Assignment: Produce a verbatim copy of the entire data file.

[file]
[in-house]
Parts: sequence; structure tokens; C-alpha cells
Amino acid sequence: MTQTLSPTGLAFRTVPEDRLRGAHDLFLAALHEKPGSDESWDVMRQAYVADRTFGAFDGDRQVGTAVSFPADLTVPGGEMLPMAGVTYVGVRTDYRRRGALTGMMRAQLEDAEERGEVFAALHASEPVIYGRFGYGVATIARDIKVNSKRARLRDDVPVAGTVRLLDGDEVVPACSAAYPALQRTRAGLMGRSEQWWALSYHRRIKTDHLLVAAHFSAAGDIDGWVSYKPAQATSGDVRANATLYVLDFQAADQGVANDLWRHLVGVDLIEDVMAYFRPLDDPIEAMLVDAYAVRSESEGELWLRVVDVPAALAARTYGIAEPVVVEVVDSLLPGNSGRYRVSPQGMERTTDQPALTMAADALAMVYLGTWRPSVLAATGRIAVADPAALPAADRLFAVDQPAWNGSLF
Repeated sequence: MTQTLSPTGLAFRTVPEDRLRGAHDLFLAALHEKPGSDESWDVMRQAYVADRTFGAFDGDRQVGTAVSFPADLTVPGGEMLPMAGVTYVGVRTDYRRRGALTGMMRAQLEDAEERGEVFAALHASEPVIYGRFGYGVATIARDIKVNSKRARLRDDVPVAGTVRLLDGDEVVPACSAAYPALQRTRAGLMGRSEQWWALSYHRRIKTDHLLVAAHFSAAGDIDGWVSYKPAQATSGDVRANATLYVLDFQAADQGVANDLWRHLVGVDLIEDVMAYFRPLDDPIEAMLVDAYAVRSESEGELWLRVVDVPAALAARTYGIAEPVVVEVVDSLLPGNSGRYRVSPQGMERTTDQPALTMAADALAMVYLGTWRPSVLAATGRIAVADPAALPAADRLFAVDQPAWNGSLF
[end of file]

[in-house]
Parts: sequence; structure tokens; C-alpha cells
Amino acid sequence: MTQTLSPTGLAFRTVPEDRLRGAHDLFLAALHEKPGSDESWDVMRQAYVADRTFGAFDGDRQVGTAVSFPADLTVPGGEMLPMAGVTYVGVRTDYRRRGALTGMMRAQLEDAEERGEVFAALHASEPVIYGRFGYGVATIARDIKVNSKRARLRDDVPVAGTVRLLDGDEVVPACSAAYPALQRTRAGLMGRSEQWWALSYHRRIKTDHLLVAAHFSAAGDIDGWVSYKPAQATSGDVRANATLYVLDFQAADQGVANDLWRHLVGVDLIEDVMAYFRPLDDPIEAMLVDAYAVRSESEGELWLRVVDVPAALAARTYGIAEPVVVEVVDSLLPGNSGRYRVSPQGMERTTDQPALTMAADALAMVYLGTWRPSVLAATGRIAVADPAALPAADRLFAVDQPAWNGSLF
Repeated sequence: MTQTLSPTGLAFRTVPEDRLRGAHDLFLAALHEKPGSDESWDVMRQAYVADRTFGAFDGDRQVGTAVSFPADLTVPGGEMLPMAGVTYVGVRTDYRRRGALTGMMRAQLEDAEERGEVFAALHASEPVIYGRFGYGVATIARDIKVNSKRARLRDDVPVAGTVRLLDGDEVVPACSAAYPALQRTRAGLMGRSEQWWALSYHRRIKTDHLLVAAHFSAAGDIDGWVSYKPAQATSGDVRANATLYVLDFQAADQGVANDLWRHLVGVDLIEDVMAYFRPLDDPIEAMLVDAYAVRSESEGELWLRVVDVPAALAARTYGIAEPVVVEVVDSLLPGNSGRYRVSPQGMERTTDQPALTMAADALAMVYLGTWRPSVLAATGRIAVADPAALPAADRLFAVDQPAWNGSLF